...Is a dangerous statement to make when you work for a CX consulting and research company. But the reality is that companies everywhere are still struggling with the fundamentals of developing and executing a solid CX strategy and based on conversations I’ve had with CX professionals, I can understand their frustration. But it’s not their fault - not entirely.
Let’s embrace the fact that more companies are working on CX and making it a priority and in the process making it better. As an example, earlier this year I helped organise a CX Journey Mapping workshop led by our own Steve Nuttall. In the session were, among others, representatives from a prominent men’s fashion line who admitted that they were working against the clock to get their channels organised and bring CX to the forefront of their business. They admitted that their competitors are beginning to quickly pull away as they invest in cloud services and with Amazon coming to Australia, it seems clear to their team that the idea of waiting or dawdling will surely only lead to misery on the bottom line. The point that I’m trying to make is simply, CX is an unending journey and one that you don’t have to do alone but a journey that requires planning.
Therefore, failing to plan is a low effort way of planning to fail. It tends to be the organisations that find CX to be a time waster are the same ones that have a poor Net Promoter Score (NPS), have disjointed social accounts fraught with complaints and maybe just maybe a CEO that plays way too much golf - listen to Malcolm Gladwell’s recent Revisionist History podcast, A Good Walk Spoiled (S.2 Ep.1) - where he presents some compelling arguments backed with some damning proof that hands-off CEOs tend to run organisations that underperform.
Moving from a culture of service to a culture of CX requires careful planning.
Customer experience is not just about providing a superior level of service on the phone or in-store, it’s not about providing a mobile app, it’s not about automated emails, it’s not about personalised content - it’s about all of these and more, working together to provide a seamless, total brand experience.
Also consider reading... Journey Mapping And Its Place In Your Business.
In a recent article published on KPMG’s blog titled, How Important is the First Touchpoint in the Customer Journey, David Conway, presents the importance of the first impression and ‘confirmation bias’ in the customer journey - in other words and to put very simply, setting the bar for the next visit. But in today’s highly competitive digital world, there are so many opportunities to lose customers along every touchpoint - even among those businesses that boast a great NPS. When it comes to your brand’s representation on social, and the continued development and use of social channels means that trying to counter what’s being said about your product or service is a great challenge. Employing Artificial Intelligence (AI) is one solution. AI can continuously monitor social channels and respond quickly to complaints and offer solutions to customers. This type of solution is now a reality being offered by companies like Pega. But the risk of churn still looms.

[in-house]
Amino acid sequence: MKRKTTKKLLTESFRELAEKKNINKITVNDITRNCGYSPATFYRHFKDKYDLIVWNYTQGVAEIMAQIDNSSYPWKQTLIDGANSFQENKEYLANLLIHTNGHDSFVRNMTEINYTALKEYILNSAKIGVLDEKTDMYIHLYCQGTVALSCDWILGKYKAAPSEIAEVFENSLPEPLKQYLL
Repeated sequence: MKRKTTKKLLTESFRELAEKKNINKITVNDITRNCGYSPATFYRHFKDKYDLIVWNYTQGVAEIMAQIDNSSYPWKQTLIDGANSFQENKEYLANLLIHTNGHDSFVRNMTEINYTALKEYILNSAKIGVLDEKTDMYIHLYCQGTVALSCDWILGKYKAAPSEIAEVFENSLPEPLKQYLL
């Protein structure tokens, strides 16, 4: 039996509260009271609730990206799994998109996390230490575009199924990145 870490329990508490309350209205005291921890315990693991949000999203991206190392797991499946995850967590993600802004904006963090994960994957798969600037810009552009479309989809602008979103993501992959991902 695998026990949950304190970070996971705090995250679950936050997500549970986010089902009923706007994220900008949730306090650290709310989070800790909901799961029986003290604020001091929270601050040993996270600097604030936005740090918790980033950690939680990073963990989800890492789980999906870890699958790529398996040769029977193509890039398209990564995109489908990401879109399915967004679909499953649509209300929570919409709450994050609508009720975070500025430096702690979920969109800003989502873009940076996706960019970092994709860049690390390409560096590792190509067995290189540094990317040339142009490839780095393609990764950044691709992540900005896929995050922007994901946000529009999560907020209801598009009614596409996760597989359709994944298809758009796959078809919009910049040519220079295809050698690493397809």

According to research by LogMeIn released late last year (2016) and presented in a co-hosted webinar titled New Findings Into CX in ANZ, 9 out of 10 customers leave after one bad experience. And with more and more people turning to mobile for support, 83% of customers making mobile their first channel of choice, the stakes are high to get things right along all touchpoints.
Creating confirmation bias and reinforcement means that, from the customer’s perspective, every touchpoint had better offer the same level of attention to service and consistent branding that all the others do. Whether you’re in-store, on your PC or smartphone, talking to an agent or having a chat with an intelligent assistant - it all has to feel the same.
Getting IT Right
In order to succeed in delivering even a mediocre level of customer experience, means understanding your customer, who they are, the journey they’re on, the problem they’re trying to solve and how the solution(s) you’re providing fit, how they’re feeling along the way, and where they get stuck. The journey map, personas and the empathy map are all your friends. Once you get inside your customer’s head and walk in their shoes, CX won’t feel quite so crappy. The proof is on the bottom line. And maybe just maybe, in that mediocrity you'll find an omni-channel to be reckoned with!